We are once again indebted to master shearer, Bernie McInerney, for his professional expertise. The entire herd, plus several sheep from next door all shorn before lunch today! Our grateful thanks also to our good friend Laurie Salzler for her invaluable assistance in this back-breaking task. Some really lovely fleece this year.

Wet weather, shearing and a mountain of orders have meant we have had to turn away a lot of visitors in the past two weeks. This is not something we do lightly, quite apart from it being bad for business. Most booking problems could be avoided if only we could persuade people to to do so well in advance of their proposed visit. Please, folk, try to give us as much notice as possible! Remember that were are a highly labour-intensive, working farm. Same-day bookings are completely out of the question, and by contacting us only a day or two beforehand, you run the risk that we will already have unavoidable farm work scheduled, or someone else will have gazumped you. We hate turning people away!

 

Llama ffamas

Our exciting news this week is that we have branched into llama farming! Our first llama, Willie, has taken up residence along with his alpaca companion Whalon. Over the next few months we hope to introduce at least two more of these noble creatures, and eventually breed them.

Llamas and alpacas are very closely related and can even inter-breed, although they produce sterile offspring. People often ask us what distinguishes a llama from an alpaca: apart from llamas being bigger and not quite so neatly-proportioned, the main differences are in the ears (banana-shaped in the case of llamas) and the tail, which llamas carry much higher.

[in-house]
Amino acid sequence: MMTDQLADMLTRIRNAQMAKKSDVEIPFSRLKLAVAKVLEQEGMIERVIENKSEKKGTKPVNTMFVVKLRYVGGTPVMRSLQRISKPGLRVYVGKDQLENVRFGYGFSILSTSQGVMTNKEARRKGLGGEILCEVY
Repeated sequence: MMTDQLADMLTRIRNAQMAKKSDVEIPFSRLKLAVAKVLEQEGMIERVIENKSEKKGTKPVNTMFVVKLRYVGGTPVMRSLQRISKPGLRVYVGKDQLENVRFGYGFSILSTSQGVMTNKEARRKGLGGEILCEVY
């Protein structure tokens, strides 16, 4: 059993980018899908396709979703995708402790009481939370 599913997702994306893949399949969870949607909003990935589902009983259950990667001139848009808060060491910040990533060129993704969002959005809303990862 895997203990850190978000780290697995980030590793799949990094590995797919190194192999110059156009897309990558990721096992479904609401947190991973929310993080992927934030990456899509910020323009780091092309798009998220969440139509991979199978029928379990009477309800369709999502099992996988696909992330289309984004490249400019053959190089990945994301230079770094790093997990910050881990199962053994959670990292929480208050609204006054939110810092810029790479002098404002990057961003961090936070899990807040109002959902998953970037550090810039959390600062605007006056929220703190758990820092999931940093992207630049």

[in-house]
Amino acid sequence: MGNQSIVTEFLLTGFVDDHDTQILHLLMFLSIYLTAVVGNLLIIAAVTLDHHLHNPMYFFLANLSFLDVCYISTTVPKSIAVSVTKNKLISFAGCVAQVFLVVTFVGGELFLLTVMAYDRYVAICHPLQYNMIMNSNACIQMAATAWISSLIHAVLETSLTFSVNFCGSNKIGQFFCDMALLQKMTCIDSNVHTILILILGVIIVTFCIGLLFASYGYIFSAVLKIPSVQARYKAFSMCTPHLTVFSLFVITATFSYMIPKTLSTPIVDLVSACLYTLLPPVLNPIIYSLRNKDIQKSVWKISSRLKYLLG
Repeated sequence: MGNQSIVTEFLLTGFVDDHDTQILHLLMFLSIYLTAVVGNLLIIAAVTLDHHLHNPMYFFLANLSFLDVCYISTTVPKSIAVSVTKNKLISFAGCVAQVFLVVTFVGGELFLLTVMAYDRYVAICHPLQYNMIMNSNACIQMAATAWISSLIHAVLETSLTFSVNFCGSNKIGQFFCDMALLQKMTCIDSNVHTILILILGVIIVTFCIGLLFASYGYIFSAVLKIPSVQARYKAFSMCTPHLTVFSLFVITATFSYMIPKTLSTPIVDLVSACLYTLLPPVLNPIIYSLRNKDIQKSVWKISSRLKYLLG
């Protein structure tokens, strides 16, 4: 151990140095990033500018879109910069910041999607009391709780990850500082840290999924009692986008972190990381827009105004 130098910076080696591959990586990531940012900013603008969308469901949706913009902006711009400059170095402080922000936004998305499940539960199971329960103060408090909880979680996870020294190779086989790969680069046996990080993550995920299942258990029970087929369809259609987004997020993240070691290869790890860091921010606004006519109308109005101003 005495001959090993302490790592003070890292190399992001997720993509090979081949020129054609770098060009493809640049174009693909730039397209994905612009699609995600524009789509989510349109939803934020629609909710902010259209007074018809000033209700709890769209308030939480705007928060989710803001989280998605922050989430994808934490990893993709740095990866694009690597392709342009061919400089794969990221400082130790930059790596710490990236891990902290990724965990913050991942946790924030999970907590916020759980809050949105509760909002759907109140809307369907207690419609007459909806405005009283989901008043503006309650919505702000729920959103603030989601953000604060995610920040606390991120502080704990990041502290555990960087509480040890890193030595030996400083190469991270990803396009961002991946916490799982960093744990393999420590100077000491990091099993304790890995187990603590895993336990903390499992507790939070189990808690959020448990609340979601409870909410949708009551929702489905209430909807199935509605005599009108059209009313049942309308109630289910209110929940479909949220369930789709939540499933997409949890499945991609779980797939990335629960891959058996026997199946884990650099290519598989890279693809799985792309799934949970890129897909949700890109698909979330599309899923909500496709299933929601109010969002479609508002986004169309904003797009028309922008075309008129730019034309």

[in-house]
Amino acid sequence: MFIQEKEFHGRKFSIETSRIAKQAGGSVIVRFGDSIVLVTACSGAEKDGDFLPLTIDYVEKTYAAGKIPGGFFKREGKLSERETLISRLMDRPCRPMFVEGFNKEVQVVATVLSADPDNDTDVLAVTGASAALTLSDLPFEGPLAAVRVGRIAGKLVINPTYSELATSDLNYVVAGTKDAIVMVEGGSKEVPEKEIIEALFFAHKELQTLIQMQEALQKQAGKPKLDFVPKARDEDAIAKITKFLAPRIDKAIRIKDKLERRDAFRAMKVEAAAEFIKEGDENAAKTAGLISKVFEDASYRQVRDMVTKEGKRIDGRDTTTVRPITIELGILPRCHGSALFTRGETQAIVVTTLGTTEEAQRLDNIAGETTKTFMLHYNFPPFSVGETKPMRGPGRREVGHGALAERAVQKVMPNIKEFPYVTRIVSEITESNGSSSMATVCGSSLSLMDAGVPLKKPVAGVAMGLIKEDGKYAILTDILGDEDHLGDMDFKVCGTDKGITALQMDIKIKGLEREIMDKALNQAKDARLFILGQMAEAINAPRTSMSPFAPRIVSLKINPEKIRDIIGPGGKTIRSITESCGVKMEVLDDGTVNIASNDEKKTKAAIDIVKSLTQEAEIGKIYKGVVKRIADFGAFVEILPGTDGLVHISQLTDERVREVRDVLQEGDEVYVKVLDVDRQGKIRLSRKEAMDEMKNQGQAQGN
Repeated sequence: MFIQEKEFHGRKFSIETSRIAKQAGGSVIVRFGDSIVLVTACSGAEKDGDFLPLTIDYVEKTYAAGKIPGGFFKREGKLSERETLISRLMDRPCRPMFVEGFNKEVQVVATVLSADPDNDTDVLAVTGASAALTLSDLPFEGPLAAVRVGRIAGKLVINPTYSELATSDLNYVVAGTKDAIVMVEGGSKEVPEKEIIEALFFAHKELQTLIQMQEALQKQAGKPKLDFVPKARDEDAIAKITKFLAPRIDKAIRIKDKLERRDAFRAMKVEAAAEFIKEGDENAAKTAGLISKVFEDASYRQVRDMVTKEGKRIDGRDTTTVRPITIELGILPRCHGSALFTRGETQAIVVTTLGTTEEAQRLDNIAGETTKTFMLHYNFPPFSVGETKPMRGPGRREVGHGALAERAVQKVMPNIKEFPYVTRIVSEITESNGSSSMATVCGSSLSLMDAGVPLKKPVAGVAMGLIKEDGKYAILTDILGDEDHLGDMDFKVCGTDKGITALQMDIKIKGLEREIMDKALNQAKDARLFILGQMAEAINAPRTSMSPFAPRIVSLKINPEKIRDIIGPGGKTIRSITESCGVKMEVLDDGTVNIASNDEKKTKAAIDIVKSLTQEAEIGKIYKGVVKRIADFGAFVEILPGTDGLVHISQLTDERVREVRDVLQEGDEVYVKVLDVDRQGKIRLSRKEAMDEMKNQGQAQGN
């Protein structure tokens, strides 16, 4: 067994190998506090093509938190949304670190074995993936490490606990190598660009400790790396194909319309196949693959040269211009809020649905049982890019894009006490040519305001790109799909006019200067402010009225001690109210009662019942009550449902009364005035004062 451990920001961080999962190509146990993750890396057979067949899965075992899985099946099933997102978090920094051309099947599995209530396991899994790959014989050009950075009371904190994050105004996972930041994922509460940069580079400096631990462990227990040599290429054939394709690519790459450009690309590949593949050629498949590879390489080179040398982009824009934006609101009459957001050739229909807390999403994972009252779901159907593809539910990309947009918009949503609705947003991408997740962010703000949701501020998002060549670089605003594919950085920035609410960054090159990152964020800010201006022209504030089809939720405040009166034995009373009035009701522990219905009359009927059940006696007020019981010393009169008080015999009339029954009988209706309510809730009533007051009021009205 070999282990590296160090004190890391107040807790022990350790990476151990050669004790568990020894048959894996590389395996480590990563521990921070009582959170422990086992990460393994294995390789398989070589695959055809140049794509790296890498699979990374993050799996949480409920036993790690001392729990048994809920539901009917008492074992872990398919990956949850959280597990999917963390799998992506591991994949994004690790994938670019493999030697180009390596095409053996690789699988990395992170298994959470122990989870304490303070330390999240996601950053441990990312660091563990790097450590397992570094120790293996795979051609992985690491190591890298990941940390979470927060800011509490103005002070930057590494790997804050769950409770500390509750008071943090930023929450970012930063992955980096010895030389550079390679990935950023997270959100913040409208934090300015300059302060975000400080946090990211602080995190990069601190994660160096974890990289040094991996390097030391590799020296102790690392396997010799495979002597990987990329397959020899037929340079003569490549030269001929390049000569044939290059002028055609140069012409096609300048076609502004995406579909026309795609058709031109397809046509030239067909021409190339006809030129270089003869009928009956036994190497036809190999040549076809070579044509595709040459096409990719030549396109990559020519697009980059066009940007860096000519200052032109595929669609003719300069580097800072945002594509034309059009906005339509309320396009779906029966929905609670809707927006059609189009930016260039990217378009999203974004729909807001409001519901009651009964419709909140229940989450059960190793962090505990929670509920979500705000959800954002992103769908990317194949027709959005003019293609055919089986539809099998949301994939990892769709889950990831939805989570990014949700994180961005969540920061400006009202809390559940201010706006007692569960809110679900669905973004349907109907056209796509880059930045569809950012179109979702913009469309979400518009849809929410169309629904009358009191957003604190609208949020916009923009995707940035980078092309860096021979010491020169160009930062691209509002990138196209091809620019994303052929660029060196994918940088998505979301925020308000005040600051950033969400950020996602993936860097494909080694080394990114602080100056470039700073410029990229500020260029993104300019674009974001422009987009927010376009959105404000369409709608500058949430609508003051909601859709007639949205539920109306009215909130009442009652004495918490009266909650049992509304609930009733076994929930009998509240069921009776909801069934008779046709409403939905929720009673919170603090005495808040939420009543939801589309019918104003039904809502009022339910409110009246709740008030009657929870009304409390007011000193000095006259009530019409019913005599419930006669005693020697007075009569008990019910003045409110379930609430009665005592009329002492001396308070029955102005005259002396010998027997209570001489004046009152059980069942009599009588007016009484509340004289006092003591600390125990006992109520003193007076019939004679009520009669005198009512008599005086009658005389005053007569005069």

Willie is a lovely, quiet lad who has already made friends with a number of our visitors. We are looking forward to learning much more about these remarkable animals, although their alpaca cousins will always remain the stars of the show.

As Willie and Whalon arrived, Leisel, Mayan and Nell left us for a wonderful, new, upmarket home at a rainforest retreat in southern Queensland. It’s always sad to say goodbye to our pacas, and we will never part with them unless we are certain they will have a good life.

Better late than never

Yes, the heading could apply to my tardy blogging, but I’m actually referring to autumn, which finally arrived just a few days ago. An extra two months of “summer” may sound appealing to anyone on holidays, but, believe me, it becomes very wearing for a farmer: grass continues to grow at a ridiculous rate and seasonal routines are thrown into chaos. Alpacas love to wallow in water and bask in the sun, so they are happy, but they also postpone the growth of their woolly winter fleece, which is not good for business.

Apart from the weather, a highlight earlier this month was a visit from the Gilmer family from California. Erik, Summer and their five delightful children had been holidaying in eastern Australia and dropped in for morning tea and a tour of all things alpaca. Visitors from the USA are a rarity for us, even though we sell quite a lot of our products there.

As always, we’ve also had lots of local visitors, including a lovely group of ladies and friends from Iluka CWA, last Friday, and 17 people with their mums for Mother’s Day (last Sunday).

If you’re thinking of paying us a visit, the next few months are an ideal time to come. Crisp mornings and cool, sunny days are perfect for relaxing outdoors and enjoying a meal, and the alpacas definitely look their best at this time of year. Lots of crias to see, too, and more on the way. The count for this year so far is five, with Opal, Onyx, Oscar, Oprah and Olive being welcomed to the herd. All playmates for Napoleon, who was born last December.